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Based at The University of Edinburgh, the ESRC Genomics Policy and Research Forum is part of the ESRC Genomics Network and pioneers new ways to promote and communicate social research on the contemporary life sciences.

Wednesday, 20 February 2013

The stories have been told. Ann Lingard

by Ann Lingard - Novelist, journalist, former ESRC Genomics Forum Visiting Research Fellow

Two hundred people had booked tickets for our "Tell them our stories" event in the Anatomy Lecture Theatre! Why so many? Someone commented that people have always been fascinated by the exhibits in the Surgeons' Hall Museum; it has long been one of the City's 'must-see' places, and indeed, the Tansey & Mekie 'History of the Museum' (1978) refers to a time when 'Visitors of the lower classes, mechanics, sailors and soldiers have uniformly been quiet, careful and most orderly…visitors of the lower classes seem to take more interest in the specimens than those of the higher, many of whom, especially ladies, merely walk through the rooms without looking at the objects particularly.'

The programme included me talking about my background research on some of the exhibits, and reading extracts from my partly fictionalised stories of the 'donors'; poet and novelist Diana Hendry talking about her work as Writer in Residence at Dumfries Infirmary, and how she had come to write a poem about the Museum's 'Man with Three Legs'; and Andrew Connell, the Museum's Collections Manager, talking – in front of a background of constantly changing images from the Collection – about new uses for the Collection.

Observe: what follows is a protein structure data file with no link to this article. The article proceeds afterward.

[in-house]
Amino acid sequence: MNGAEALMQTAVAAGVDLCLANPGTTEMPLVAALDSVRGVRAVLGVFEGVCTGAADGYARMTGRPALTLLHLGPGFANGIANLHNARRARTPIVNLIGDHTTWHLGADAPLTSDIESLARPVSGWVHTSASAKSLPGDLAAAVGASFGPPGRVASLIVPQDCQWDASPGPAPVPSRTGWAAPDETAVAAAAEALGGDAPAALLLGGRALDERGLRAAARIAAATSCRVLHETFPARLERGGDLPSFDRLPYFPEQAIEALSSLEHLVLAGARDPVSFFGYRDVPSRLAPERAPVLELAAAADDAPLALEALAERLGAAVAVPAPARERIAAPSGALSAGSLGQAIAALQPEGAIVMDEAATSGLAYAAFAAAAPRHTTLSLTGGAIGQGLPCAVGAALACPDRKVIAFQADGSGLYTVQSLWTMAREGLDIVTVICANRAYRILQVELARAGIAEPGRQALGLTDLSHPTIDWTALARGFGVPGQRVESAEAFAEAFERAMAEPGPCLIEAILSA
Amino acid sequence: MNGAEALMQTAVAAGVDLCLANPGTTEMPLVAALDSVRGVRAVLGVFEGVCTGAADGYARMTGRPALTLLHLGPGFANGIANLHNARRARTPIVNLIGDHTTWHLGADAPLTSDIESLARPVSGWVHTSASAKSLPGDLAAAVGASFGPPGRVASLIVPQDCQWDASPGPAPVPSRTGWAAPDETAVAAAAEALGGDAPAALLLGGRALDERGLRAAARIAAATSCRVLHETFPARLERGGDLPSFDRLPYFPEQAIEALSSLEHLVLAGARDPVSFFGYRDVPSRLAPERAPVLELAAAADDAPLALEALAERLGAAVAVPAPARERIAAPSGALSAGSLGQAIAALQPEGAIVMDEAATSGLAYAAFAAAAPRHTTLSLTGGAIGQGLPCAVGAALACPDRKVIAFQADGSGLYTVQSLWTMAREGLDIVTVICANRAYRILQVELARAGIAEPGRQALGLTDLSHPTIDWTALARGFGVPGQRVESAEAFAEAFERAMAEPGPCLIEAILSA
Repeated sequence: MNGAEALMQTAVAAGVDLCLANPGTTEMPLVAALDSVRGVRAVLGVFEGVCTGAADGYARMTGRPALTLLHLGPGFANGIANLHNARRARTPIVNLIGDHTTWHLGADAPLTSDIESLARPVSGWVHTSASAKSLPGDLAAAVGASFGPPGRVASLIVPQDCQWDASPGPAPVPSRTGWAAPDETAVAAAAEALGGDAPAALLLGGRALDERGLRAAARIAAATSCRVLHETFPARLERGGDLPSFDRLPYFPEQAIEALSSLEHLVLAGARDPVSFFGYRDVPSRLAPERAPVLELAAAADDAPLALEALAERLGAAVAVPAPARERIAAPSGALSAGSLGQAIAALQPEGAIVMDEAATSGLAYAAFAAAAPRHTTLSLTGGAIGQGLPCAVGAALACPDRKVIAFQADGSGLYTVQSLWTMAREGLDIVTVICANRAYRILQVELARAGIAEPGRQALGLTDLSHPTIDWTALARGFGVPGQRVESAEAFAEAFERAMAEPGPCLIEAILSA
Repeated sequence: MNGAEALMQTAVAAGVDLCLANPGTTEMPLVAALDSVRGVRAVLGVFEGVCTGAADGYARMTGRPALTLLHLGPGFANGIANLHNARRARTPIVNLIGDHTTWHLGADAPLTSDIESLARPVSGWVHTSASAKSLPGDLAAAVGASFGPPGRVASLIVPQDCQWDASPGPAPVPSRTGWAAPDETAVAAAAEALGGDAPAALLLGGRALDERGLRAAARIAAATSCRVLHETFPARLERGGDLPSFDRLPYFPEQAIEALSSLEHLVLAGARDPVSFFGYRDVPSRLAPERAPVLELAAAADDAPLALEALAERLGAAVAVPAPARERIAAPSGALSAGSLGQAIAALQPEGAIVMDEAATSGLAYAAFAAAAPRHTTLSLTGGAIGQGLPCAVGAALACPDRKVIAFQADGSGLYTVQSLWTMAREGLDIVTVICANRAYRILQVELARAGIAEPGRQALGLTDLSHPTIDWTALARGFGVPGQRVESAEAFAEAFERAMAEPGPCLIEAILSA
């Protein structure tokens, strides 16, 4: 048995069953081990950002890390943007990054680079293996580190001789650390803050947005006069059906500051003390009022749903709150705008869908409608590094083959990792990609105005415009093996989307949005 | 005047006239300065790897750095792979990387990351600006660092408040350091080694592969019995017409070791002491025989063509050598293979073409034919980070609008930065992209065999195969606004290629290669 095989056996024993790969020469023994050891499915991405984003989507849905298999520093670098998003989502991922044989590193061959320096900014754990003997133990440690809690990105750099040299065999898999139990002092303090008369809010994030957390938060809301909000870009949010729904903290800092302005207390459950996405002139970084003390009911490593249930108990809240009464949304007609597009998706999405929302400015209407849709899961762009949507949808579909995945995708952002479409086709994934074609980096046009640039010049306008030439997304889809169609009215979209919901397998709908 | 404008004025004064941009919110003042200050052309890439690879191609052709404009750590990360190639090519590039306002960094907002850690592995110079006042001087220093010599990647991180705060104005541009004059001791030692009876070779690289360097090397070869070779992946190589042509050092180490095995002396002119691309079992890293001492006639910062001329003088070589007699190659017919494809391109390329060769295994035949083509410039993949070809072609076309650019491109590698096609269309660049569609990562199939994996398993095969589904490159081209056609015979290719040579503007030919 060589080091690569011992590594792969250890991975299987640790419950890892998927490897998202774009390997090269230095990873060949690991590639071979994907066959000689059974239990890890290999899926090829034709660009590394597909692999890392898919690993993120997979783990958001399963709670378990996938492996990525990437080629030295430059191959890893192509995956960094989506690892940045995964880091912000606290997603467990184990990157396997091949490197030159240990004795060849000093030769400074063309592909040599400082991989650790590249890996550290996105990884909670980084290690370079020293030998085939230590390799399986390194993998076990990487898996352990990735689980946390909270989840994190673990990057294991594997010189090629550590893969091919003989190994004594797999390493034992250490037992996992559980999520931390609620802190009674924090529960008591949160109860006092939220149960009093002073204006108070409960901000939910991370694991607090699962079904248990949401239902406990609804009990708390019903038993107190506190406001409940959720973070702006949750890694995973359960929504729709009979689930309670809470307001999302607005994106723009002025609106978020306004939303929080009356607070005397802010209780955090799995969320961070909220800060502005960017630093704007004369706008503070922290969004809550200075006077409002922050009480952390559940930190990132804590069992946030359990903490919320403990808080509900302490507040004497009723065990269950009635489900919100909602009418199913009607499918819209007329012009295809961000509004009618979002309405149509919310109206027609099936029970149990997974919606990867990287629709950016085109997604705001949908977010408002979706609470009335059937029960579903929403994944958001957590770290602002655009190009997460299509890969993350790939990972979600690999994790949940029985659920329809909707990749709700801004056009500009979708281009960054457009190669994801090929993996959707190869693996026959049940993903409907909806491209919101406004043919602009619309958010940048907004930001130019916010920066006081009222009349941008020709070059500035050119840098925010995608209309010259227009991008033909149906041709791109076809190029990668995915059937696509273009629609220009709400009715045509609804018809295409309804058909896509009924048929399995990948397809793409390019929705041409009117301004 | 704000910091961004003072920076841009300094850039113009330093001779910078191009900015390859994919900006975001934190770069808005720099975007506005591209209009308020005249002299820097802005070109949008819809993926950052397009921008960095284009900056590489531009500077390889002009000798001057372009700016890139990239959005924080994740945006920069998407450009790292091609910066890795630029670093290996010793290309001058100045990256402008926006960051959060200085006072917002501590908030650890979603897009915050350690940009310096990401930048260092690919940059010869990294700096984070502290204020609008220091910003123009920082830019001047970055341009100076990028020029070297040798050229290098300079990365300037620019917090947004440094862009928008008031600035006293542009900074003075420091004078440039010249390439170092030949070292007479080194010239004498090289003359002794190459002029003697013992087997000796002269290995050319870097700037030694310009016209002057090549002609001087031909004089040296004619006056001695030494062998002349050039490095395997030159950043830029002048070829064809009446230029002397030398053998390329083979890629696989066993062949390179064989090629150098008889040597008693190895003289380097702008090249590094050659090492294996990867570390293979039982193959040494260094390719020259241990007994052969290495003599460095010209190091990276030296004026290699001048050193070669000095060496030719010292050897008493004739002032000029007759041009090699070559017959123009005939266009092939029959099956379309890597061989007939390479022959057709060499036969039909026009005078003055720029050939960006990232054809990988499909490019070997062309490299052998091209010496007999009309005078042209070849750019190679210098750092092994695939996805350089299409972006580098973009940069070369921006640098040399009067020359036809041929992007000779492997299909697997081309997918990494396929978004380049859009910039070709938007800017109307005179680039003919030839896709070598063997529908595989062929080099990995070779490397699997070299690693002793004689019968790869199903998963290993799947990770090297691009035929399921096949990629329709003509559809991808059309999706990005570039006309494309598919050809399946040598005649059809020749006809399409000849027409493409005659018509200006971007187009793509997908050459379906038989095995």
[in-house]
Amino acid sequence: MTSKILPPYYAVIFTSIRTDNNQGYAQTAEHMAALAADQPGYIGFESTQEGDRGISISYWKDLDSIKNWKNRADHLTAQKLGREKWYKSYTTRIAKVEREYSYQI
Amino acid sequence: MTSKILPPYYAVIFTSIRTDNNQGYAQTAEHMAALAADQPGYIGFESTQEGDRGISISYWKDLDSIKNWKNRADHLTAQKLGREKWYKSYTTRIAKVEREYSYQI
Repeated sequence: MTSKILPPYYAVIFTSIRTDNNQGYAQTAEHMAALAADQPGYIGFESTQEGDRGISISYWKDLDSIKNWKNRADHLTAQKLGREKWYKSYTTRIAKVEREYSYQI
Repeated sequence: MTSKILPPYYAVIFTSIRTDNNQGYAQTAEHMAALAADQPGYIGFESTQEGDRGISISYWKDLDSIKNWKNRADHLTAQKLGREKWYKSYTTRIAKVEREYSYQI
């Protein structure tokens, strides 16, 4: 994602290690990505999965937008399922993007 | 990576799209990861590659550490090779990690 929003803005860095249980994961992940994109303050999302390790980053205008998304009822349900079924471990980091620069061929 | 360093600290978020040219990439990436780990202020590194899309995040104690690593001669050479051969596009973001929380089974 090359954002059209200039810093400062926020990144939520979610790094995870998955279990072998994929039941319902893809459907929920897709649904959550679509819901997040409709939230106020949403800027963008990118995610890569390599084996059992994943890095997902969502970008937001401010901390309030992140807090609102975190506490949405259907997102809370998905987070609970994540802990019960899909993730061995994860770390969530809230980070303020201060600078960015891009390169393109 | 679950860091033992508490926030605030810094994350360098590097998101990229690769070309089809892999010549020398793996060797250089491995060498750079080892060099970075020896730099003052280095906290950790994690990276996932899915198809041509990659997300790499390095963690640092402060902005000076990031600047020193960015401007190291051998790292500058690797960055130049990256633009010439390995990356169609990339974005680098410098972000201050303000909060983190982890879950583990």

So the three of us represented a broad range of interests in the exhibits, perhaps appealing to a mix of medical historians, poets, writers, ethicists and scientists.

Or perhaps some just came to enjoy the experience and atmosphere of the lofty, steeply-raked Anatomy Lecture Theatre: no central table with a cadaver, though, just a pile of our books for sale!

Andrew often refers to the exhibits as 'patients' and that was one of our themes for the evening – to think about the human stories and why the patients had ended up in hospital (or a grave) and then in the Museum's Collections. This is Edinburgh, after all – think Robert Knox, and 'Resurrectionists'.

But it wasn't all doom and gloom. Michael Flett – a writer and reviewer – did a hilarious reading of part of 'Janet's story', bringing Janet's son, the young Caesar, to life and laughter. And Diana sent us on our way smiling, with a reading of her 'Poem for a Hospital Wall' (from her collection, Late Love)

And so I have finally 'drawn a line' under the research, writing and collaboration that I carried out while a 'Bright Ideas' Visiting Fellow at the Forum. Thank you to everyone, friends, collaborators – and 'Janet', 'Andrew' 'George' and others in the Museum Collections. It was a great experience!

See a selection of photos on the Genomics Network Flickr Channel >>

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